The Governor’s drought forum was tasked with addressing the state’s water resource challenges and released its recommendations last month.

Amy Westervelt

The Natural Resources Conservation Service collects a lot of data, including snowpack measurements from more than 80 snow telemetry stations, also called SNOTEL sites, across the Sierras and Northern Nevada.

Now that we’re halfway through this winter, NRCS Hydrologist Jeff Anderson is digging into what those numbers mean, and he visited with News Director Michelle Billman to share some of his early findings.

TMWA Buys Water Rights For Donner Lake

Jan 6, 2016
Amy Westervelt

Truckee Meadows Water Authority now has complete ownership of Donner Lake's storage rights. As Reno Public Radio's Julia Ritchey reports, the lake is another important drought reserve for the region.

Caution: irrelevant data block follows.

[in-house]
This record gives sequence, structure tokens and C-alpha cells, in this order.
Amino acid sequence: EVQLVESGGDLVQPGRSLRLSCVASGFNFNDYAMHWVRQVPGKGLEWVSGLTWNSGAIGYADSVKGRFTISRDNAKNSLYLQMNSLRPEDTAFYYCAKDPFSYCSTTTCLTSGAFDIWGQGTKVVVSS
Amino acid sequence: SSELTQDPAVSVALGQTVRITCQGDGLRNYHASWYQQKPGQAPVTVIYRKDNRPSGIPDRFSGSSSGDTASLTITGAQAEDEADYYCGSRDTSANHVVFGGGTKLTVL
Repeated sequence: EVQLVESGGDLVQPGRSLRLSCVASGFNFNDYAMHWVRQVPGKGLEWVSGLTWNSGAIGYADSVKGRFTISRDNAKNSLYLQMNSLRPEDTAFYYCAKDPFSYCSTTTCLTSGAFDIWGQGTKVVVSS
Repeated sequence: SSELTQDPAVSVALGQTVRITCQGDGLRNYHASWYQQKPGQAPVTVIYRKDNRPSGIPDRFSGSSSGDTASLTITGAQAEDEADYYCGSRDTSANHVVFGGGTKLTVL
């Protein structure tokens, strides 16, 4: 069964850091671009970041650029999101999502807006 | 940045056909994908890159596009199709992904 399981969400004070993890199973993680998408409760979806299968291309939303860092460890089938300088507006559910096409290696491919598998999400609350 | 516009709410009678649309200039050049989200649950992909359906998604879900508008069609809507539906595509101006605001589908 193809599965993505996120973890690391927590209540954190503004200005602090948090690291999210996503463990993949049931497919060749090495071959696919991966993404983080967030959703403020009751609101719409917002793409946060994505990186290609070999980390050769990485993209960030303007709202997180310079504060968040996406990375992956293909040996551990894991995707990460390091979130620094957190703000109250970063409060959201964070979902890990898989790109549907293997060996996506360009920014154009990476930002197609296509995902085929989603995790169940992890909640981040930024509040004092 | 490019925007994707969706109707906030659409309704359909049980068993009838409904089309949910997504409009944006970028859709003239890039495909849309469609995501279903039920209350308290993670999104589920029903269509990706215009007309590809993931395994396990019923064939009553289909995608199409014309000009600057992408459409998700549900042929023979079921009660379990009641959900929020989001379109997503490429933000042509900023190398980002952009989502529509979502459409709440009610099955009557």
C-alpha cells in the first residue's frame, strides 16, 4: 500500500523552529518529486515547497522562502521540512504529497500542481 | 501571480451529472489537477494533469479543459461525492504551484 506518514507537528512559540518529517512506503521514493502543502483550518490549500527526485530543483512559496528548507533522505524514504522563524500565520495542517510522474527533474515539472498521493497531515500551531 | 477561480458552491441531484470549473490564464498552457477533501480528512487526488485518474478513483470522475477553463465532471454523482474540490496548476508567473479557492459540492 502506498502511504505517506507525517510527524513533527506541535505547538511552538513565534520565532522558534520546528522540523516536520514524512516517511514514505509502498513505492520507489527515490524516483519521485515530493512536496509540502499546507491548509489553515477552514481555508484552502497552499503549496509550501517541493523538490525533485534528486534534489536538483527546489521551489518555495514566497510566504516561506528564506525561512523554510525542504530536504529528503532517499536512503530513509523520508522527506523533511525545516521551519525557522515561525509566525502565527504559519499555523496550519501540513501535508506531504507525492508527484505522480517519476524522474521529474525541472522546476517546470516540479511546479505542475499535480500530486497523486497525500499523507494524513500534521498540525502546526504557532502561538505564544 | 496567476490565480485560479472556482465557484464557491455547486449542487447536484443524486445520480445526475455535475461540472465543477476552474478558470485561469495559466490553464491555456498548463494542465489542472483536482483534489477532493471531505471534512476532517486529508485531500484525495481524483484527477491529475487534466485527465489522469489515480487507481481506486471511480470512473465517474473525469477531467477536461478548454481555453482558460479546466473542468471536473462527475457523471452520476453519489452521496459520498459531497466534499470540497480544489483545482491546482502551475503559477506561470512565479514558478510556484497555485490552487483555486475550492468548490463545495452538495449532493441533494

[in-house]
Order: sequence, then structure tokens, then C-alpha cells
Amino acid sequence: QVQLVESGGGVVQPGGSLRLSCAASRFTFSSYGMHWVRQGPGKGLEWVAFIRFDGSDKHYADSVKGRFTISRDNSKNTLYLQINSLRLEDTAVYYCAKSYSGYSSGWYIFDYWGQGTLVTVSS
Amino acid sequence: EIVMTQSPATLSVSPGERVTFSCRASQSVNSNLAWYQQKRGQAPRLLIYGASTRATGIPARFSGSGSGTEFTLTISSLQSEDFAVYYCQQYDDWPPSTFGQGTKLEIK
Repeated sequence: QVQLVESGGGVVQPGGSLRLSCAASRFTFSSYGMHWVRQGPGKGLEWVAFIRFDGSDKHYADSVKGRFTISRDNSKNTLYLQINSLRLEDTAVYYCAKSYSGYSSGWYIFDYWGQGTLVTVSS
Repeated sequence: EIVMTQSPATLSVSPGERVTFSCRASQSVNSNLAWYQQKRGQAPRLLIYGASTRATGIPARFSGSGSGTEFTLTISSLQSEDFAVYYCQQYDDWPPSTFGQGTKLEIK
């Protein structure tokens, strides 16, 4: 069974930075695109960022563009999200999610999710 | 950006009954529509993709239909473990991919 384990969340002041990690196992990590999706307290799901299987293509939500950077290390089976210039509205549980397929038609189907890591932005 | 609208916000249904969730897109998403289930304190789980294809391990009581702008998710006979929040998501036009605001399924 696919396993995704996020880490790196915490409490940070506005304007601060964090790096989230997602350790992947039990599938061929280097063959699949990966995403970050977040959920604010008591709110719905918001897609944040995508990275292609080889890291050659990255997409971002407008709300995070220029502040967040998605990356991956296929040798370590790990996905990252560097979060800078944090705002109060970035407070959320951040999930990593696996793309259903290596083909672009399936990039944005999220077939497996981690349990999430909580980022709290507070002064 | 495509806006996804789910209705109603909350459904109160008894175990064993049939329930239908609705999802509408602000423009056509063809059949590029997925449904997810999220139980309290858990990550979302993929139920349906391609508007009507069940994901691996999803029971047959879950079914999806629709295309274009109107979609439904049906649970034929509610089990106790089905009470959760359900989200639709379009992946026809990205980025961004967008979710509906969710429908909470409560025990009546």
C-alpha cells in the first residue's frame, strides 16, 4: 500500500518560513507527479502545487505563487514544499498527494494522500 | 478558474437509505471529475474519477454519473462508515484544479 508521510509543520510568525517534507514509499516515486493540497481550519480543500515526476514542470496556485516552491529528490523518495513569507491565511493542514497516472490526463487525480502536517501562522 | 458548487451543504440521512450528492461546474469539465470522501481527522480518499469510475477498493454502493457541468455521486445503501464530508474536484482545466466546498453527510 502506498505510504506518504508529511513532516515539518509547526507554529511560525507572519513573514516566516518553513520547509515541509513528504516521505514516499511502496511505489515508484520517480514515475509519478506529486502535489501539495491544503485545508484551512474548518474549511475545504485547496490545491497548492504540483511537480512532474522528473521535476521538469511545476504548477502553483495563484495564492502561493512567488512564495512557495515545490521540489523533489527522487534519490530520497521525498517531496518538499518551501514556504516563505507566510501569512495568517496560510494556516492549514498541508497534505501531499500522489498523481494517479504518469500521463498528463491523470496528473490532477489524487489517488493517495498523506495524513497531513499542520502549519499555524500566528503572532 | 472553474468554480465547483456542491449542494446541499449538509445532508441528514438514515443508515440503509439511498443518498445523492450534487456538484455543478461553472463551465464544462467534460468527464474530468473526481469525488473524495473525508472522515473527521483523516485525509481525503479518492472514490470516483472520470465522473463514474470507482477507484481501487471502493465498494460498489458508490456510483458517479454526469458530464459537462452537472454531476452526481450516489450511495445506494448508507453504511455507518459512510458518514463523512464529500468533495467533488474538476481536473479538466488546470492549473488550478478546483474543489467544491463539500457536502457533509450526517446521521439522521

Since the 1940s, TMWA and its predecessor, Sierra Pacific Power, has owned one half of Donner Lake's water rights in California. The other half belonged to the Truckee Carson Irrigation District, made up mostly of Fernley and Fallon-area farmers.

But last month the irrigation district agreed to sell its stake in Donner to TMWA to the tune of $17 million.

Julia Ritchey

The Truckee River has been called one of the most litigated waterways in the West. But a landmark agreement reached by federal, state, tribal and local officials last year has cleared the way to better management of the region's most valuable resource. Reno Public Radio's Julia Ritchey reports.